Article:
**Back to George One More Time**• Before they invented drawing boards, what did they go back to? • If all the world is a stage, where is the audience sitting? • If the #2 pencil is the most popular, why is it still #2? • If work is so terrific, how come they have to pay you to do it? • If you ate pasta and antipasto, would you still be hungry? • If you try to fail, and succeed, which have you done? • "People who think they know everything are a great annoyance to those of us who do.” - Anon**Lecture 25**O() Analysis Reasonable vs. UnreasonableAlgorithms Using O() Analysis in Design Concurrent Systems Parallelism**Recipe for Determining O()**• Break algorithm down into “known” pieces • We’ll learn the Big-Os in this section • Identify relationships between pieces • Sequential is additive • Nested (loop / recursion) is multiplicative • Drop constants • Keep only dominant factor for each variable**LB**Comparing Data Structures and Methods Data Structure Traverse Search Insert Unsorted L List N N 1 Sorted L List N N N Unsorted Array N N 1 Sorted Array N Log N N Binary Tree N N 1 BST N N N F&B BST N Log N Log N**Algorithmic Performance Thus Far**• Some examples thus far: • O(1) Insert to front of linked list • O(N) Simple/Linear Search • O(N Log N) MergeSort • O(N2) BubbleSort • But it could get worse: • O(N5), O(N2000), etc.**An O(N5) Example**For N = 256 N5 = 2565 = 1,100,000,000,000 If we had a computer that could execute a million instructions per second… • 1,100,000 seconds = 12.7 days to complete But it could get worse…**The Power of Exponents**A rich king and a wise peasant…**2N**The Wise Peasant’s Pay Day(N)Pieces of Grain 1 2 2 4 3 8 4 16 ... 63 9,223,000,000,000,000,000 64 18,450,000,000,000,000,000**How Bad is 2N?**• Imagine being able to grow a billion (1,000,000,000) pieces of grain a second… • It would take • 585 years to grow enough grain just for the 64th day • Over a thousand years to fulfill the peasant’s request!**LB**So the King cut off the peasant’s head.**The Towers of Hanoi**Goal: Move stack of rings to another peg • Rule 1: May move only 1 ring at a time • Rule 2: May never have larger ring on top of smaller ring A B C**The Towers of Hanoi**A B C**The Towers of Hanoi**A B C**The Towers of Hanoi**A B C**The Towers of Hanoi**A B C**The Towers of Hanoi**A B C**The Towers of Hanoi**A B C**The Towers of Hanoi**A B C**The Towers of Hanoi**A B C**The Towers of Hanoi**A B C**The Towers of Hanoi**A B C**The Towers of Hanoi**A B C**The Towers of Hanoi**A B C**The Towers of Hanoi**A B C**The Towers of Hanoi**A B C**The Towers of Hanoi**A B C**The Towers of Hanoi**A B C**Towers of Hanoi - Complexity**For 1 rings we have 1 operations. For 2 rings we have 3 operations. For 3 rings we have 7 operations. For 4 rings we have 15 operations. In general, the cost is 2N – 1 = O(2N) Each time we increment N, we double the amount of work. This grows incredibly fast!**Towers of Hanoi (2N) Runtime**For N = 64 2N = 264 = 18,450,000,000,000,000,000 If we had a computer that could execute a million instructions per second… • It would take 584,000 years to complete But it could get worse…**The Bounded Tile Problem**Match up the patterns in thetiles. Can it be done, yes or no?**The Bounded Tile Problem**Matching tiles**Tiling a 5x5 Area**25 available tiles remaining**Tiling a 5x5 Area**24 available tiles remaining**Tiling a 5x5 Area**23 available tiles remaining**Tiling a 5x5 Area**22 available tiles remaining**Tiling a 5x5 Area**2 available tiles remaining**Analysis of the Bounded Tiling Problem**Tile a 5 by 5 area (N = 25 tiles) 1st location: 25 choices 2nd location: 24 choices And so on… Total number of arrangements: • 25 * 24 * 23 * 22 * 21 * .... * 3 * 2 * 1 • 25! (Factorial) = 15,500,000,000,000,000,000,000,000 Bounded Tiling Problem is O(N!)**Tiling (N!) Runtime**For N = 25 25! = 15,500,000,000,000,000,000,000,000 If we could “place” a million tiles per second… • It would take 470 billion years to complete Why not a faster computer?**A Faster Computer**• If we had a computer that could execute a trillion instructions per second (a million times faster than our MIPS computer)… • 5x5 tiling problem would take 470,000 years • 64-ring Tower of Hanoi problem would take 213 days Why not an even faster computer!**The Fastest Computer Possible?**• What if: • Instructions took ZERO time to execute • CPU registers could be loaded at the speed of light • These algorithms are still unreasonable! • The speed of light is only so fast!**Where Does this Leave Us?**• Clearly algorithms have varying runtimes. • We’d like a way to categorize them: • Reasonable, so it may be useful • Unreasonable, so why bother running**Performance Categories of Algorithms**Sub-linear O(Log N) Linear O(N) Nearly linear O(N Log N) Quadratic O(N2) Exponential O(2N) O(N!) O(NN) Polynomial**Reasonable vs. Unreasonable**Reasonable algorithms have polynomial factors • O (Log N) • O (N) • O (NK) where K is a constant Unreasonable algorithms have exponential factors • O (2N) • O (N!) • O (NN)**Reasonable vs. Unreasonable**Reasonable algorithms • May be usable depending upon the input size Unreasonable algorithms • Are impractical and useful to theorists • Demonstrate need for approximate solutions Remember we’re dealing with large N (input size)**Two Categories of Algorithms**Unreasonable 1035 1030 1025 1020 1015 trillion billion million 1000 100 10 NN 2N N5 Runtime Reasonable N Don’t Care! 2 4 8 16 32 64 128 256 512 1024 Size of Input (N)**Summary**• Reasonable algorithms feature polynomial factors in their O() and may be usable depending upon input size. • Unreasonable algorithms feature exponential factors in their O() and have no practical utility.**Coast, add, delete**Air Traffic Control Conflict Alert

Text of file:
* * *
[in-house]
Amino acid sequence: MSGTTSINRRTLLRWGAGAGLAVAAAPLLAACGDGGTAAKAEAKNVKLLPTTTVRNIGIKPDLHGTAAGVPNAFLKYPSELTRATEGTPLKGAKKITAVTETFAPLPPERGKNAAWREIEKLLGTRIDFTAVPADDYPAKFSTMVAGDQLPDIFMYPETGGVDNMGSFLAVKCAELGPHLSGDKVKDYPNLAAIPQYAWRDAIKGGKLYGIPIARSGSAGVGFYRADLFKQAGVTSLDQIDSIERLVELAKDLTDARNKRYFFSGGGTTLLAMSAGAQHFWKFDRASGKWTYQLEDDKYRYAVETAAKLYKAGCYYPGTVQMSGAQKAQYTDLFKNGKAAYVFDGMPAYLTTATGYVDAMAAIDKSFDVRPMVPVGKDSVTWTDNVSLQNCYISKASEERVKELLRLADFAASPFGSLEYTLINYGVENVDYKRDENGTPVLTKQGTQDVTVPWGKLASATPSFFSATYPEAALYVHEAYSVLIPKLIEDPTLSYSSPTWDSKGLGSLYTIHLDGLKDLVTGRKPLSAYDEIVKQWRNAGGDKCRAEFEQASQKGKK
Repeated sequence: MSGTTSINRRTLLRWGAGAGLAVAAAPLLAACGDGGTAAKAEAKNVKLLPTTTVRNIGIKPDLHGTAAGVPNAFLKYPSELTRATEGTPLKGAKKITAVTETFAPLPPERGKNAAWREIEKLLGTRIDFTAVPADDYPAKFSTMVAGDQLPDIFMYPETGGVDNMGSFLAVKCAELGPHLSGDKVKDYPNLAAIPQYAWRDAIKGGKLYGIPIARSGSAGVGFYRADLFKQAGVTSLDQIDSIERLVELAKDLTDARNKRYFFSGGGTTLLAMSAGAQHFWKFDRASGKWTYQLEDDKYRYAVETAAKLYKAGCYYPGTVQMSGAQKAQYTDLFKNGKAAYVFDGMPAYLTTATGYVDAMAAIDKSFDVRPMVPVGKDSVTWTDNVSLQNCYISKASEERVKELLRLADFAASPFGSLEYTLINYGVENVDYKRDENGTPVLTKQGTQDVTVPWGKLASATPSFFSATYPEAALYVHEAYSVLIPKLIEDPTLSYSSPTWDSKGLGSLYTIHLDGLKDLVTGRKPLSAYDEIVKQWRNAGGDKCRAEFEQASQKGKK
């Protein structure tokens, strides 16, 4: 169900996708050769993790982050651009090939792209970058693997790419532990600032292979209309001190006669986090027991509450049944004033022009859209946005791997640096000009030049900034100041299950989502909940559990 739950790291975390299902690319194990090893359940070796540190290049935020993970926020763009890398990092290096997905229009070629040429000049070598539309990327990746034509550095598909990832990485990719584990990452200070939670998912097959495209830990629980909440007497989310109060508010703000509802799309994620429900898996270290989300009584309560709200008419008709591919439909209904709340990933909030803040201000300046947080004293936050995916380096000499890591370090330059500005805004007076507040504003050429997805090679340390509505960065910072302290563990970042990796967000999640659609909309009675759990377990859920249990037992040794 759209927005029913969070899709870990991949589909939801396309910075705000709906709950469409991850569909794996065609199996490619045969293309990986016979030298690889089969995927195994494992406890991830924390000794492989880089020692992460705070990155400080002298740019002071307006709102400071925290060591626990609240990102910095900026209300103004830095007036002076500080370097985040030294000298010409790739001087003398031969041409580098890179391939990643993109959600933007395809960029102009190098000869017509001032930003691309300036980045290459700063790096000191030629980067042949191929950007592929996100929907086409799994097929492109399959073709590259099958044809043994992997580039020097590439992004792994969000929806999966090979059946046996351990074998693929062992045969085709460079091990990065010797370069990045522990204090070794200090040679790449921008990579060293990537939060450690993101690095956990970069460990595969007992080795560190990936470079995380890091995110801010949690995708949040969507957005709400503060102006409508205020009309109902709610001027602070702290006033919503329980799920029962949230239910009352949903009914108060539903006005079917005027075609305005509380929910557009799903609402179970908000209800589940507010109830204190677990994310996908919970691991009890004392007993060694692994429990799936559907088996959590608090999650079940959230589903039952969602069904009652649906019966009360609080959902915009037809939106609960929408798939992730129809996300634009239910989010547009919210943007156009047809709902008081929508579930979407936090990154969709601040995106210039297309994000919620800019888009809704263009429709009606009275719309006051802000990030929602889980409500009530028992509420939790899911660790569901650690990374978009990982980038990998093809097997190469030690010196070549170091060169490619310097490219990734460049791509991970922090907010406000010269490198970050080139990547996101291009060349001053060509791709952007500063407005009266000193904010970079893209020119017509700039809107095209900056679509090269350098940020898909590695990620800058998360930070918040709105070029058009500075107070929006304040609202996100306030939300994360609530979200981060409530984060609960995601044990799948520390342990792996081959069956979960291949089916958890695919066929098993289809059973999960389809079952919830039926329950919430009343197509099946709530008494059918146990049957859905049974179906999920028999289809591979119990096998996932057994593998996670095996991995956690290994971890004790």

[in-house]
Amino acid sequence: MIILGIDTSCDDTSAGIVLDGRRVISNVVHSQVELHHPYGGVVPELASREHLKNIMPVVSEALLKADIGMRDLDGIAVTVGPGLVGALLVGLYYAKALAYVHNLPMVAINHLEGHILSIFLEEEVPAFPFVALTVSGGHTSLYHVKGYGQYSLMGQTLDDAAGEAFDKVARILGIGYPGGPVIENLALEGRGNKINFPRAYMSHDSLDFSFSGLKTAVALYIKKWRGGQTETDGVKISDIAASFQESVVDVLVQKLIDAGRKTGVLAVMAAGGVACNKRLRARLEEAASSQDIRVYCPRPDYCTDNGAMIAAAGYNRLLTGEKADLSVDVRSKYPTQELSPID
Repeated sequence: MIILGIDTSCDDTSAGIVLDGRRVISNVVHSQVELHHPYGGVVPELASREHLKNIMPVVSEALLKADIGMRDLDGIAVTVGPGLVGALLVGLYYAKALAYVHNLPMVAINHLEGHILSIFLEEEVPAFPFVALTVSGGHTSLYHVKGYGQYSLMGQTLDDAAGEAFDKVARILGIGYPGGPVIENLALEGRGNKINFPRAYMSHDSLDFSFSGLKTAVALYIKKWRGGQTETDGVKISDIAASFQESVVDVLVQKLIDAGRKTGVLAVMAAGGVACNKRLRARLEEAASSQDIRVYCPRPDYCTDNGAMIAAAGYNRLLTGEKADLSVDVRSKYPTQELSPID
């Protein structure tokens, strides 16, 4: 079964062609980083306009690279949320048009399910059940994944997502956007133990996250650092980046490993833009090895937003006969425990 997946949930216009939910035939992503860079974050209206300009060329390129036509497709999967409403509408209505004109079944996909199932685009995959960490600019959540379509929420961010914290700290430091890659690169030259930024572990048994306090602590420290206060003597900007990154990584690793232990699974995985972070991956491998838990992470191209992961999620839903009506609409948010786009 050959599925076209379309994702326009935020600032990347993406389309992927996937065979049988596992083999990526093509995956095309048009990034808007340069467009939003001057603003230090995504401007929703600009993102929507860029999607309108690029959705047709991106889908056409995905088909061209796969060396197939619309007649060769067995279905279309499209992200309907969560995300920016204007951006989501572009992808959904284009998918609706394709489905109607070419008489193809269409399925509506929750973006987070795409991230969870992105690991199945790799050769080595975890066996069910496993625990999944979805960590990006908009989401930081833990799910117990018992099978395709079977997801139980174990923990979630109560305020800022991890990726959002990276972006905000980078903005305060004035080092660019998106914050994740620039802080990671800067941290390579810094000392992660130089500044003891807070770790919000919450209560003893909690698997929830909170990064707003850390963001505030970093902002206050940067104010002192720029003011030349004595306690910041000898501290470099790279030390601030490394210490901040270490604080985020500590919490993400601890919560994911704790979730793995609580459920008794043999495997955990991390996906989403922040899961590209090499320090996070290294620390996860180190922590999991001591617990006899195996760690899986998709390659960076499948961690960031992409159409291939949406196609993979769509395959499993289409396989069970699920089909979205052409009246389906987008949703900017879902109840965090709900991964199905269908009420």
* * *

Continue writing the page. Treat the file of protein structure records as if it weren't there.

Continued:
More Related